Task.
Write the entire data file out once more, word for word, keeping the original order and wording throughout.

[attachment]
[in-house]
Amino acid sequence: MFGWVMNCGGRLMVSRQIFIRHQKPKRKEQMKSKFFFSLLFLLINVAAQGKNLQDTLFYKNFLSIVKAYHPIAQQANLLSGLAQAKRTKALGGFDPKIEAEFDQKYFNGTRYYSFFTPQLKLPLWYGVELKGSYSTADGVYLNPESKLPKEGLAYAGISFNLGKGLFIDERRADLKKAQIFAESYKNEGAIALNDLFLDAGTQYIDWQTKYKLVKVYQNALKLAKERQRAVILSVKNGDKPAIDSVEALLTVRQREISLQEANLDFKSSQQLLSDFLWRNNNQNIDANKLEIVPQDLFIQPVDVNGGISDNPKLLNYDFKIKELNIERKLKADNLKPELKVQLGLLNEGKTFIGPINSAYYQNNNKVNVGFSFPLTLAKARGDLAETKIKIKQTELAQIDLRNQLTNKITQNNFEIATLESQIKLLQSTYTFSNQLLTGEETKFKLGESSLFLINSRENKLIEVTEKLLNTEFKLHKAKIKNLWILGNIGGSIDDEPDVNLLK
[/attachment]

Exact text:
[in-house]
Amino acid sequence: MFGWVMNCGGRLMVSRQIFIRHQKPKRKEQMKSKFFFSLLFLLINVAAQGKNLQDTLFYKNFLSIVKAYHPIAQQANLLSGLAQAKRTKALGGFDPKIEAEFDQKYFNGTRYYSFFTPQLKLPLWYGVELKGSYSTADGVYLNPESKLPKEGLAYAGISFNLGKGLFIDERRADLKKAQIFAESYKNEGAIALNDLFLDAGTQYIDWQTKYKLVKVYQNALKLAKERQRAVILSVKNGDKPAIDSVEALLTVRQREISLQEANLDFKSSQQLLSDFLWRNNNQNIDANKLEIVPQDLFIQPVDVNGGISDNPKLLNYDFKIKELNIERKLKADNLKPELKVQLGLLNEGKTFIGPINSAYYQNNNKVNVGFSFPLTLAKARGDLAETKIKIKQTELAQIDLRNQLTNKITQNNFEIATLESQIKLLQSTYTFSNQLLTGEETKFKLGESSLFLINSRENKLIEVTEKLLNTEFKLHKAKIKNLWILGNIGGSIDDEPDVNLLK